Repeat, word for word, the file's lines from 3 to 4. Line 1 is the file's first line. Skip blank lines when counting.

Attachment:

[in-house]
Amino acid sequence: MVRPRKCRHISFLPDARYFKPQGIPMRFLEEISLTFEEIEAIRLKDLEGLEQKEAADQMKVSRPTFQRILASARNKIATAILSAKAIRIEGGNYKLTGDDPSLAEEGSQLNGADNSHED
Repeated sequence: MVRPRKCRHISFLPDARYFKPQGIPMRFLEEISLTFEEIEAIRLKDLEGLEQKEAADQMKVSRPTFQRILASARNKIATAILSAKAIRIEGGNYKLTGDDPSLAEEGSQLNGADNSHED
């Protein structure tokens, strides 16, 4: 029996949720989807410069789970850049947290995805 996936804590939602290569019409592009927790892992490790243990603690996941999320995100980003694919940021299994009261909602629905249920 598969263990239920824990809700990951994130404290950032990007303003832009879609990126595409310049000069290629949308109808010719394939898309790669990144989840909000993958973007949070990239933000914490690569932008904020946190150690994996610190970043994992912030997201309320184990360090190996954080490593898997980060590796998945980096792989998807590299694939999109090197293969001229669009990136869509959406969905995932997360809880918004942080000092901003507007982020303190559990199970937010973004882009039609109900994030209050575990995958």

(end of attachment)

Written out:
Repeated sequence: MVRPRKCRHISFLPDARYFKPQGIPMRFLEEISLTFEEIEAIRLKDLEGLEQKEAADQMKVSRPTFQRILASARNKIATAILSAKAIRIEGGNYKLTGDDPSLAEEGSQLNGADNSHED
């Protein structure tokens, strides 16, 4: 029996949720989807410069789970850049947290995805 996936804590939602290569019409592009927790892992490790243990603690996941999320995100980003694919940021299994009261909602629905249920 598969263990239920824990809700990951994130404290950032990007303003832009879609990126595409310049000069290629949308109808010719394939898309790669990144989840909000993958973007949070990239933000914490690569932008904020946190150690994996610190970043994992912030997201309320184990360090190996954080490593898997980060590796998945980096792989998807590299694939999109090197293969001229669009990136869509959406969905995932997360809880918004942080000092901003507007982020303190559990199970937010973004882009039609109900994030209050575990995958």